AL GOUGH: It’s interesting. Again, it was at a time where Smallville was the biggest show on the WB, and the biggest show on the CW. But at the time the CW wasn’t interested in the genre. Even though it was their biggest show [Smallville], they were interested in being the Gossip Girl network, which quite frankly put them in the toilet. It wasn’t until Mark Pedowitz came in and rightfully realized, “Oh, Supernatural, The Vampire Diaries— 

MILES MILLAR: Smallville

AL GOUGH:Smallville. These are the shows that our audience loves, and why don’t we double down on that?” And at that point Marvel had kind of proven that you can do these things and cross-pollinate them. It’s sort of amusing that we had the Flash first on Smallville. 

DEN OF GEEK: I know!


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AL GOUGH: We had the Arrow. We had Supergirl. We did the Justice League episode [“Justice’]!

DEN OF GEEK: You did!

AL GOUGH: That was fantastic.

MILES MILLAR: And we were very proud of our Aquaman pilot. We thought it would have been an awesome series, and I think a big hit. It was even kind of proven when they managed to put it up on iTunes and it was in their Top 10 for like 25 weeks. I think it was just a period that was giving people a new service and we were eventually pushed into a corner. Luckily fans, and people, and audiences have embraced it again with their dollars and their eyeballs. I think for us that we always thought that Smallville was at the forefront of that, and a leader, and a trailblazer. I think if you look at Smallville you’ll see–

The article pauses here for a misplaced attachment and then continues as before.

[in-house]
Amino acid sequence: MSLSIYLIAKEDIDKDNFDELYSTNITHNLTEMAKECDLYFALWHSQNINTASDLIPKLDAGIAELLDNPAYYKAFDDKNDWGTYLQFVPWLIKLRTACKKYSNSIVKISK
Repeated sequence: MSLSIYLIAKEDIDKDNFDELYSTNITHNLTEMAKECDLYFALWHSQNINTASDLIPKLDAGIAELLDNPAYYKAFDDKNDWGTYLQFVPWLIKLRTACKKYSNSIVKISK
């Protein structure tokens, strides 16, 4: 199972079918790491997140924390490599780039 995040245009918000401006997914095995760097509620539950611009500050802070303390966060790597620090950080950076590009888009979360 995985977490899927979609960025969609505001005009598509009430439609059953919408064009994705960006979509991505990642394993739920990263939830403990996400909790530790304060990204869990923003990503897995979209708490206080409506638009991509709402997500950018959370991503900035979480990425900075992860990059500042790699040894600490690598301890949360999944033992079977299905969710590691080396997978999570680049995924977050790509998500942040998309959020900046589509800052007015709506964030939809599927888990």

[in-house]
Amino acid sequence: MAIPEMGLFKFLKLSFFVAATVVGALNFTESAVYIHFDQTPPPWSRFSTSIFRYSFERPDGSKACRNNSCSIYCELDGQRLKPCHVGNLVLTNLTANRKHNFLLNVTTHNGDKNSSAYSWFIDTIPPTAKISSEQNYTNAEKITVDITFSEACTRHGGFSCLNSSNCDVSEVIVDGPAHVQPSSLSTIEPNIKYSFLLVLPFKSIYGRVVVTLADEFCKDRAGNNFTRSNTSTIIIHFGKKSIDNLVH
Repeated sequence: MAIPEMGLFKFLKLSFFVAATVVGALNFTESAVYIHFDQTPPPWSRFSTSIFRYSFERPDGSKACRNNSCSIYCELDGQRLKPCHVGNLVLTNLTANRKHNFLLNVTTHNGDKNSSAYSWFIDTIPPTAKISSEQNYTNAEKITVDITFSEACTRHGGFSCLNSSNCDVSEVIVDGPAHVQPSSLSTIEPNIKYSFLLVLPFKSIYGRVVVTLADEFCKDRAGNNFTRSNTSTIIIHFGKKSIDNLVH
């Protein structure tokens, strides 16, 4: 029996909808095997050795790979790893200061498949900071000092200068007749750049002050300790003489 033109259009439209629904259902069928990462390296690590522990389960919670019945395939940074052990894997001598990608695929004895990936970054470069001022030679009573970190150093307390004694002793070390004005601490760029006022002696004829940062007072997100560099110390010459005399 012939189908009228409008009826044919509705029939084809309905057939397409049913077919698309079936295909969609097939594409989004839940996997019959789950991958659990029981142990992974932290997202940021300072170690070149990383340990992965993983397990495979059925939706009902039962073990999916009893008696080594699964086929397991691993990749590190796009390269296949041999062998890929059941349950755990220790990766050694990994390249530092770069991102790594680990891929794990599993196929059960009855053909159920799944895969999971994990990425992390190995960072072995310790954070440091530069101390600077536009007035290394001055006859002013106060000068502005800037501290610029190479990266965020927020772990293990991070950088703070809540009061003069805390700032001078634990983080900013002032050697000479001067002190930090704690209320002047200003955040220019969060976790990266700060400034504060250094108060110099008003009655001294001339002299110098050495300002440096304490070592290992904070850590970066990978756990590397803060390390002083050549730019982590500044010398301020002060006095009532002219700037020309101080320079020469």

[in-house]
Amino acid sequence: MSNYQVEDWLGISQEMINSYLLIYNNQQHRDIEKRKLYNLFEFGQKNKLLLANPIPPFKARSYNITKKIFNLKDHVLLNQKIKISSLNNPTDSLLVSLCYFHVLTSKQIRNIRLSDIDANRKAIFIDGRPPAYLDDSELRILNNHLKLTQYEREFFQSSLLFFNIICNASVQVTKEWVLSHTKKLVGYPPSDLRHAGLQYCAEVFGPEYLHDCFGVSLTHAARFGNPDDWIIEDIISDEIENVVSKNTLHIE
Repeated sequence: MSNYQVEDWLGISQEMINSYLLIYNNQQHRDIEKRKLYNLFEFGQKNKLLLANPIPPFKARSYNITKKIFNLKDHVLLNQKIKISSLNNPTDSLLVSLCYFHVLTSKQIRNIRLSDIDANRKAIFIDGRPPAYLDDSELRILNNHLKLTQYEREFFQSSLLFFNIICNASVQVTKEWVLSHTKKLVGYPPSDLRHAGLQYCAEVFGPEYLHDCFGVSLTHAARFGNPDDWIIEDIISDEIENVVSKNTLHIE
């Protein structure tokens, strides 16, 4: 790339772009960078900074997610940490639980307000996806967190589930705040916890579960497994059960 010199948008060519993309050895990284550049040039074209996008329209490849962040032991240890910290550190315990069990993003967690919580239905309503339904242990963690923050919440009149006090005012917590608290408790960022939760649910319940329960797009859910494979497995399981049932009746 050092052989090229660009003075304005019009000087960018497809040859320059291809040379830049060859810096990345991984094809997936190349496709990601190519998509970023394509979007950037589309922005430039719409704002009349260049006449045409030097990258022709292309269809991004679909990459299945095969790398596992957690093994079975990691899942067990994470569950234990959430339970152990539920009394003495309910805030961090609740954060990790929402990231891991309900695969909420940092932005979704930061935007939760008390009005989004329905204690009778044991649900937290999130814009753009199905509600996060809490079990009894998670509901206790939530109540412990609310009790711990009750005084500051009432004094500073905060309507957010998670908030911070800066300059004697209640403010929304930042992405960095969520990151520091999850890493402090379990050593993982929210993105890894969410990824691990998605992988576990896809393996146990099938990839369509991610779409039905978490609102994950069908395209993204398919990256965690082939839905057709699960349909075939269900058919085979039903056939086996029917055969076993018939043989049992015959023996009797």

AL GOUGH: The DNA of a lot of these shows is definitely pulling from Smallville

DEN OF GEEK: Finally, any thought towards trying to get some big martial artist guest stars to appear in the series, or even guest directors to come in and put their stamp on this material? If you had your dream picks who would they be? 

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MILES MILLAR: We’d absolutely love to do that. There are so many people we’d love to have on the show but it just comes down to actual reality. But I mean, we’d love to see Jackie Chan, Sammo Huang, Jet Li, Donnie Yen. Michelle Yeoh would be really incredible. What we love about this show are its really strong female characters. Even someone like Rhonda Rousey–

AL GOUGH: Yeah, AMA fighters would be great. And we’ve had discussions–believe me these are discussions that Miles and I have had with Stephen and Daniel about who we can get, who’s available, what could the schedule be, how could it work? It’s definitely something we’re always talking about–we’ve shut the door on no one. Even if some are long shots, we still want to see what we could do. 

MILES MILLAR: We’d love to do that, yeah. With success that’s something that we could really explore and make happen. 

Into the Badlands first season concludes this Sunday at 10pm EST on AMC, with the rest of the first season being available on their website